I have finally had a change to read the JBoss AS7 Book from PACKT. I have to admit, that this is very helpful book both for a developer and system administrator. It can be used both to grab an idea about JBoss AS 7 features and capabilities, as well as use it as a reference for JBoss AS7 configuration and management.
The book is divided into several chapter. The first ones deals with general things: installation and basic configuration. The following ones deal with configuration for Java EE. The remaining chapter discuss quite advanced topics, such as clustering, load-balancing and cloud computing.
What I especially in this book, that each chapter, or even each separate small part can be used separately without reading previous pages. The author also makes some useful comments and practical remarks. Additionally, the book contains many configuration examples.
I have just been contacted from PACKT to review a book JBoss AS 7 Configuration, Deployment and Administration book. I agreed immediately, since PACKT releases quite good and qualitative stuff.
In two words, as the title says, the JBoss AS 7 book deals with administration topics, new and advanced features of the JBoss Application Server 7. It seems like it is a must-have book for everyone using or looking forward to migrate/update to JBoss AS 7.
Currently I am reading Agile Testing book, which is written by two women. The book is quite good by itself and encourages testers to be more active. Direct connections with agile methodologies are done, so the title is actually pretty valid.
But I am pretty confused about several things. As I mentioned, the book is written by two women. In the book you may find sentences like this:
Who's an agile tester? She's a team member who drives agile testing...
She's ready to gather and share information, to work with the customer...
Furthermore, the book actively agitates testers to be more active. Authors encourage testers to participate in development meetings. Even, if you are not invited:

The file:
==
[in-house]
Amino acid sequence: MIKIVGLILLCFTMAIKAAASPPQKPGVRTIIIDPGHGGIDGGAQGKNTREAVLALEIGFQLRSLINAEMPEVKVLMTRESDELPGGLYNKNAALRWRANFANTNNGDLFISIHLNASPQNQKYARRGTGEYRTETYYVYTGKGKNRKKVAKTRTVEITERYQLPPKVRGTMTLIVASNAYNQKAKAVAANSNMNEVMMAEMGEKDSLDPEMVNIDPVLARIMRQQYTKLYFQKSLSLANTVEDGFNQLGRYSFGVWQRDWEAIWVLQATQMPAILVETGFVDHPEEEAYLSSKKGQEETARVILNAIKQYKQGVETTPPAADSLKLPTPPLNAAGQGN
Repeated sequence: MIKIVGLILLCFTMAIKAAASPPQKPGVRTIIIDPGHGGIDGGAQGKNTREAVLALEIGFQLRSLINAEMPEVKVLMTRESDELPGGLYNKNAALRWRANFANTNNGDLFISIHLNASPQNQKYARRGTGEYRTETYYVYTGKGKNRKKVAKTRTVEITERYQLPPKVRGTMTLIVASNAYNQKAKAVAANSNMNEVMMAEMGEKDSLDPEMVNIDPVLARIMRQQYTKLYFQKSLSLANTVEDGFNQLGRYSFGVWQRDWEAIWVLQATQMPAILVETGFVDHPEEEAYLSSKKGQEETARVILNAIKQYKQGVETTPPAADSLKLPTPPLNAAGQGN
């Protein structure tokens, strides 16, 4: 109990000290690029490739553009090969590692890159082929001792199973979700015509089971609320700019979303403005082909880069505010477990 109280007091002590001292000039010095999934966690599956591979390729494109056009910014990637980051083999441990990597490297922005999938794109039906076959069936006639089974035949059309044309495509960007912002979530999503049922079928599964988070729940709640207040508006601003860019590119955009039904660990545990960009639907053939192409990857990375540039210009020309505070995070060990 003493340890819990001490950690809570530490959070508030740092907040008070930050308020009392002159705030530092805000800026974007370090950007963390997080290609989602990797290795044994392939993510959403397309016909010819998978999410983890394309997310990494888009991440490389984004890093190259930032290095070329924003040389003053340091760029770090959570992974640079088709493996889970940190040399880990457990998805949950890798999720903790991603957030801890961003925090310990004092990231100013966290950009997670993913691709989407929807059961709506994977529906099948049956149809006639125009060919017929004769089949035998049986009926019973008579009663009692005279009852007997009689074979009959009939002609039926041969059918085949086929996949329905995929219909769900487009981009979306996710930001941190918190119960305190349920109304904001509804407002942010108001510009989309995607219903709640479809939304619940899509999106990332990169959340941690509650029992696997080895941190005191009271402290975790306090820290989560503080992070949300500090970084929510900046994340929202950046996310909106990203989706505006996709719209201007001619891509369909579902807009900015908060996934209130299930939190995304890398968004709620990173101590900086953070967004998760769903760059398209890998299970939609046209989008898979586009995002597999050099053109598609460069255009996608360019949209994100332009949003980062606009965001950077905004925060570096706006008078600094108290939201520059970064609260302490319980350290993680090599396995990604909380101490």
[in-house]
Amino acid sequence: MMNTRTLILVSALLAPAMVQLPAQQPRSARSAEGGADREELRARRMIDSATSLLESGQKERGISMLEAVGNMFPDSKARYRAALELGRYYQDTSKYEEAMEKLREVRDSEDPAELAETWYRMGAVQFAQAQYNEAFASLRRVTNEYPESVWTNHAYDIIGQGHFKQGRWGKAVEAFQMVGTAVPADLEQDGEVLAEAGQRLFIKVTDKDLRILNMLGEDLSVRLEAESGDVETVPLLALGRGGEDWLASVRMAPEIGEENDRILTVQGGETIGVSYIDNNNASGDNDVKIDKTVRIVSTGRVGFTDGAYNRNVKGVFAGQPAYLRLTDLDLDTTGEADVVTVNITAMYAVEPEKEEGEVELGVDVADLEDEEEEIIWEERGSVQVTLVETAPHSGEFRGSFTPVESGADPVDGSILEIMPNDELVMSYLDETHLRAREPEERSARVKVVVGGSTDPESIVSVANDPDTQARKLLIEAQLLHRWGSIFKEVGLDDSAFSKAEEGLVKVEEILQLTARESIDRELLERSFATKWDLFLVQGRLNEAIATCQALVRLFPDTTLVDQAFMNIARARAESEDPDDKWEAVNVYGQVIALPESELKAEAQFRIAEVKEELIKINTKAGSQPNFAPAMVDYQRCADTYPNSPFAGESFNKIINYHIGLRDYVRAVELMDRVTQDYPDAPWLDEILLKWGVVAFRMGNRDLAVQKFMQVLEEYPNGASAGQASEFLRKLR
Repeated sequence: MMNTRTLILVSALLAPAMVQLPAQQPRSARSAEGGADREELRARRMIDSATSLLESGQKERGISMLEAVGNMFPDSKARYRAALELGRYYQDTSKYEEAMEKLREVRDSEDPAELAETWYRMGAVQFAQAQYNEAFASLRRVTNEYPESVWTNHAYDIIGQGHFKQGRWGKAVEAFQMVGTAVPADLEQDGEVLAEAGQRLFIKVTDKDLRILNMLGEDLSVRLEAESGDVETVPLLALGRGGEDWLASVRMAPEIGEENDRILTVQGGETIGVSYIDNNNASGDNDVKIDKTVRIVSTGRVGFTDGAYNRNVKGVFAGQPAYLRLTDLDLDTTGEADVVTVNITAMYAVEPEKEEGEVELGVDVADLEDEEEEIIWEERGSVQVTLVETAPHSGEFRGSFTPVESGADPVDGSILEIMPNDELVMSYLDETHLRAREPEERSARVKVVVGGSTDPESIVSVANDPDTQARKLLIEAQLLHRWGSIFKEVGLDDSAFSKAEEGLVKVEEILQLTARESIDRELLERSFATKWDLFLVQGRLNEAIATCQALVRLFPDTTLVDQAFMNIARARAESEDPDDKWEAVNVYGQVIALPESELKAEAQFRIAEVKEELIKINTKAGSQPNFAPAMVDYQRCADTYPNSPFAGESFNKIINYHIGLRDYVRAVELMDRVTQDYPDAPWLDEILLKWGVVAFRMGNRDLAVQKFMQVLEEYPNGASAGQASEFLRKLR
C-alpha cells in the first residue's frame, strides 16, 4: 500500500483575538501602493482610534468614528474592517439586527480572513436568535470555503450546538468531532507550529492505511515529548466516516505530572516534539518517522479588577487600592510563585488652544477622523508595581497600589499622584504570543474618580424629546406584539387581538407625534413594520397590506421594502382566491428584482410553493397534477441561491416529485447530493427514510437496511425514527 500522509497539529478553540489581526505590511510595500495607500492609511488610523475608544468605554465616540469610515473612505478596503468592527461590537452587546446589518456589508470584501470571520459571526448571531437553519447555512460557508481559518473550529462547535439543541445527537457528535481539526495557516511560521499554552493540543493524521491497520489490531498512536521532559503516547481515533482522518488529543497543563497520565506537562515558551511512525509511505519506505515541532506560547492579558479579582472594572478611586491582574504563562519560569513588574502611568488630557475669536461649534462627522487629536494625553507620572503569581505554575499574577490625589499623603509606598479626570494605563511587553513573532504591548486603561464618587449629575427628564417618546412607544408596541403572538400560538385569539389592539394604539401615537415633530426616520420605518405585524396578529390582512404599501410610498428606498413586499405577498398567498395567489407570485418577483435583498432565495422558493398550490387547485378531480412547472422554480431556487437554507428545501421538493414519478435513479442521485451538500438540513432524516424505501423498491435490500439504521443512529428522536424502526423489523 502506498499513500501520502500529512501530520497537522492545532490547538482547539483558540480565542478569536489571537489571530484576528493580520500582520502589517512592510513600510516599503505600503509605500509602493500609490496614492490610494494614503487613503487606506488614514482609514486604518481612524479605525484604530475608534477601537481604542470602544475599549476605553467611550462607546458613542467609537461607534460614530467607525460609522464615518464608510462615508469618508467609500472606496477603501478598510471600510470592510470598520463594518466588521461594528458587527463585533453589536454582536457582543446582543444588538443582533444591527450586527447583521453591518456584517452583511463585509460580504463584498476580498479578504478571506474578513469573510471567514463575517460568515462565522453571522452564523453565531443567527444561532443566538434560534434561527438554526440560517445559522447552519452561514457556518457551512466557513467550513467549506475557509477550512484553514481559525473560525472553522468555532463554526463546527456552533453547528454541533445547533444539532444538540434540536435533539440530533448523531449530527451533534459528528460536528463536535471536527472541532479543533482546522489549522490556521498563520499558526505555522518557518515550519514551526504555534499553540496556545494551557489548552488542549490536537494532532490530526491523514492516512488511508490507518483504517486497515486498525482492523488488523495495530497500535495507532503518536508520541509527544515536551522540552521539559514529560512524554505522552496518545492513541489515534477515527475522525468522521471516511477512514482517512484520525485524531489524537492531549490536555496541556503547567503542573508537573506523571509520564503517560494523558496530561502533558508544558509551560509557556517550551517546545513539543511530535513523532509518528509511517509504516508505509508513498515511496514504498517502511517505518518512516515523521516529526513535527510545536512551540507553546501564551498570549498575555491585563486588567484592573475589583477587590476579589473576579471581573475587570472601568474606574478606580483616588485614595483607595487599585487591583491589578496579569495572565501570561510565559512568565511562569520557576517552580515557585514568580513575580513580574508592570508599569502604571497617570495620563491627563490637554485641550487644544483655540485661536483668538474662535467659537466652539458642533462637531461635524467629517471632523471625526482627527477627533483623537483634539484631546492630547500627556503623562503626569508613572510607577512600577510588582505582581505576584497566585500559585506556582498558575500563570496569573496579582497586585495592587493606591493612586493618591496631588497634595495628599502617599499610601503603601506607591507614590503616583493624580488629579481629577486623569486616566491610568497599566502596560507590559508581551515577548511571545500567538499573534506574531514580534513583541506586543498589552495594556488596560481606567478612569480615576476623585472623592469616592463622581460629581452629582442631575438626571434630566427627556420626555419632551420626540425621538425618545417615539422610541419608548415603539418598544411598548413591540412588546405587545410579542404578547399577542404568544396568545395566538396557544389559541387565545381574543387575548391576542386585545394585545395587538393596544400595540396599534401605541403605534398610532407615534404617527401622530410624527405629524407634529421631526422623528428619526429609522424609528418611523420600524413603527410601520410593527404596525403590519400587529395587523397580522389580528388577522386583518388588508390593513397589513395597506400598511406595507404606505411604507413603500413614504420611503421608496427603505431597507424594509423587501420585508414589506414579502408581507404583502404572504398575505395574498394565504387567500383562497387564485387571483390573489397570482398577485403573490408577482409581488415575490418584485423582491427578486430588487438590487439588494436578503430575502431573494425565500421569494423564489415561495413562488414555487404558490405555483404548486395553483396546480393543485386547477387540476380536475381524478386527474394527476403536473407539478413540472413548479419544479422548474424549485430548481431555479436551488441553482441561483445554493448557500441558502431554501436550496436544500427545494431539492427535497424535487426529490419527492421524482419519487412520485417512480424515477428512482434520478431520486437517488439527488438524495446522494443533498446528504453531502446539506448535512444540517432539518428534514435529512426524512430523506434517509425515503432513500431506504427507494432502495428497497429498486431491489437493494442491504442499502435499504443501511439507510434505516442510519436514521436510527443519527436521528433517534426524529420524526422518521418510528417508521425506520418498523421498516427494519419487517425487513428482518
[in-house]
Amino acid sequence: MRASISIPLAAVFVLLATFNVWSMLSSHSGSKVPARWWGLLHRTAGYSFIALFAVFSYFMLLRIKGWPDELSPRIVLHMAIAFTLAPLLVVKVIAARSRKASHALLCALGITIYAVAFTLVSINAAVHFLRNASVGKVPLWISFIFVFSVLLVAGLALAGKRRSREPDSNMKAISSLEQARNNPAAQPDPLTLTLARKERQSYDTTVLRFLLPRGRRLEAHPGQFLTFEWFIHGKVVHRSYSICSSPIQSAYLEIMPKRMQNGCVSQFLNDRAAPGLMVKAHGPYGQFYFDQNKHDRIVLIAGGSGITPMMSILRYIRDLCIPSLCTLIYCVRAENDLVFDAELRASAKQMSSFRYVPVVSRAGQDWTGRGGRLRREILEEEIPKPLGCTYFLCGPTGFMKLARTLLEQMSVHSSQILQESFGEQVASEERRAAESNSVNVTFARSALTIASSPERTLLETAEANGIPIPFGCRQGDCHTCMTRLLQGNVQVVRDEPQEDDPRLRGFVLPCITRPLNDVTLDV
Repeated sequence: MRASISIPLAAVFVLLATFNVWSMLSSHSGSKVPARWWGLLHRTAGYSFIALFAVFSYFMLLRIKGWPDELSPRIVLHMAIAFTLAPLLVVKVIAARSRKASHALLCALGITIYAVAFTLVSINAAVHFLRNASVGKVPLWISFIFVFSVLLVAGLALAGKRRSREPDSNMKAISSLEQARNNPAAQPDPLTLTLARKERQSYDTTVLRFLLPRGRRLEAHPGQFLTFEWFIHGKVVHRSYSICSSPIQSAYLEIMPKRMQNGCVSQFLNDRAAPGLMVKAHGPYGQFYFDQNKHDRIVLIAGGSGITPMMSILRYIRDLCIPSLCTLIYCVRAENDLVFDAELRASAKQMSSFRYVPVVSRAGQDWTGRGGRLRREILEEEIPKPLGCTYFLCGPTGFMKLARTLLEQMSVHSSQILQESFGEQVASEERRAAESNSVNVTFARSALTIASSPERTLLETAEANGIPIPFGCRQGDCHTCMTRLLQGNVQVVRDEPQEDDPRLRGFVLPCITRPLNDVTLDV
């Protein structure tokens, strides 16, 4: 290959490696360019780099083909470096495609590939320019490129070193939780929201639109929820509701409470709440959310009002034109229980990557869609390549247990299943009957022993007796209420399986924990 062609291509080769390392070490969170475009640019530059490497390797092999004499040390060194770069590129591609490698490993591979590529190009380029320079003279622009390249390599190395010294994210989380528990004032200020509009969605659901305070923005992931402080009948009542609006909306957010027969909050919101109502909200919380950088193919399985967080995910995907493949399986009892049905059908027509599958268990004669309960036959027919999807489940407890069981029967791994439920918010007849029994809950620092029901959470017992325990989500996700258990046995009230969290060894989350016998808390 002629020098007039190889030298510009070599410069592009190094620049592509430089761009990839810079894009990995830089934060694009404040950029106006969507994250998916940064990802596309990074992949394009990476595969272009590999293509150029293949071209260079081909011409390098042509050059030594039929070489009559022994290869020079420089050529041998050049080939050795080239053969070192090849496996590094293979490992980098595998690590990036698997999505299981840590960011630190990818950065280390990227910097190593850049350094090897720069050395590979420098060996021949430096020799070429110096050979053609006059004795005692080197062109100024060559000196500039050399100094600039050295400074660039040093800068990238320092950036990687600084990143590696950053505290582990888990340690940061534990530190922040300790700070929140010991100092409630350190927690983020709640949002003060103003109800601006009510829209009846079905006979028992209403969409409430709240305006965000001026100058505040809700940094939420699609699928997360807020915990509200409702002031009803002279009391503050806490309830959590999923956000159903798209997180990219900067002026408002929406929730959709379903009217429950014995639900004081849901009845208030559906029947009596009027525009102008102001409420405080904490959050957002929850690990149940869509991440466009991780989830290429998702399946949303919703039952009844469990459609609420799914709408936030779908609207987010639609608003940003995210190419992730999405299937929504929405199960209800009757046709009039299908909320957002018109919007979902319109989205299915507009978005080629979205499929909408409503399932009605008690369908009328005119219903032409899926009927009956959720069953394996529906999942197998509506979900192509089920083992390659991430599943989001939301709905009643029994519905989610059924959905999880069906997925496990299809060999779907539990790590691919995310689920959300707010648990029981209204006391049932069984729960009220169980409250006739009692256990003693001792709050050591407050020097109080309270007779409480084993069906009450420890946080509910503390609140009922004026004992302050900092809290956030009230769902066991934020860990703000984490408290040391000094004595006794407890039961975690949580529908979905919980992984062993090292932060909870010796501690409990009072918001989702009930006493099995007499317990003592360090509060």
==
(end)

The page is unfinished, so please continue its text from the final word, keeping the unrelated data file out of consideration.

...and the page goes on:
See if you can arrange to be located near the developers. If you can't, at least come to their area to talk and pair test. Ask them to show you want they're working on. Ask them to look at the test cases you've written. Invite yourself to meetings if nobody else has invited you. Make yourself useful by testing and providing feedback, and become a necessity to the team.
Is it just me?
Java EE 6 with GlassFish 3 Application Server is another nice book from PACKT publishing.
It covers GlassFish administration. Then it talks about Java web technologies -- servlets, JSP, JSP STL, JSF. Also discusses database connections, Java Messaging Service, security of applications (you can find more about it in GlassFish Security book). The books also talks about EJBs and new possibilities in Java EE 6 -- contexts and dependency injection. In the last part it discusses JAX-WS and JAX-RS web services. And everything is accompanied with information how to do that with GlassFish application server.
I would very much recommend it to novice Java EE developers or just to developers, who want to have a glance on Java EE web technologies, JMS, Java EE 6 dependency injection, web services and how all that is configured in GlassFish application server. I would say, it is a crash course into Java EE.
The book is not covering each section is deep detail. But gives a broad view on different Java EE possibilities.
The book is full of working examples! What I very much like about it, is that it not only talks about the latest Java EE 6 technologies. But also briefly covers how application can be configured in order to work with older standards.
Just received my new PACKT book Java EE 6 with GlassFish 3 Application Server.
From the table of contents I conclude that this book gives quite broad view on Java EE technologies and how to use them with GlassFish v3 application server. Although it is not covering some particular technology very detailed.
First chapter is about GlassFish -- how to setup it and configure. The following ones are about Java web technologies: servlets, JavaServer Pages, JSP Standard Tag Library, JavaServer Faces. Next, books talks about Java Messaging Service and security. Last chapter are the most interesting, in my opinion: Enterprise JavaBeans, Contexts and Dependency Injection and Web Services.
Anxious to read it!
GlassFish Security by PACKT is lying on my table. What I can say about it? Pretty nice book about security. I still wonder, why it has name "GlassFish" in the title. It covers a lot of interesting topics about Java EE security and talks about other software, which can help to secure Java applications, such as OpenDS or OpenSSO.
So if you are just about to design or develop complex Java EE application, I would recommend to take a look into this book to at least grasp the ideas about security management. Beside this, book also covers topics of easy security policies migration, which also may be somewhat interesting in our changing world.
And again, thanks PACKT for publishing yet another wonderful book!
The book is about security in Java EE with EJB, Application Client modules and all the friends. Security in GlassFish is a central point of this book. And what is more, there are plenty of real world code and configuration samples. More information about the book can be found on dedicated page on Packt website.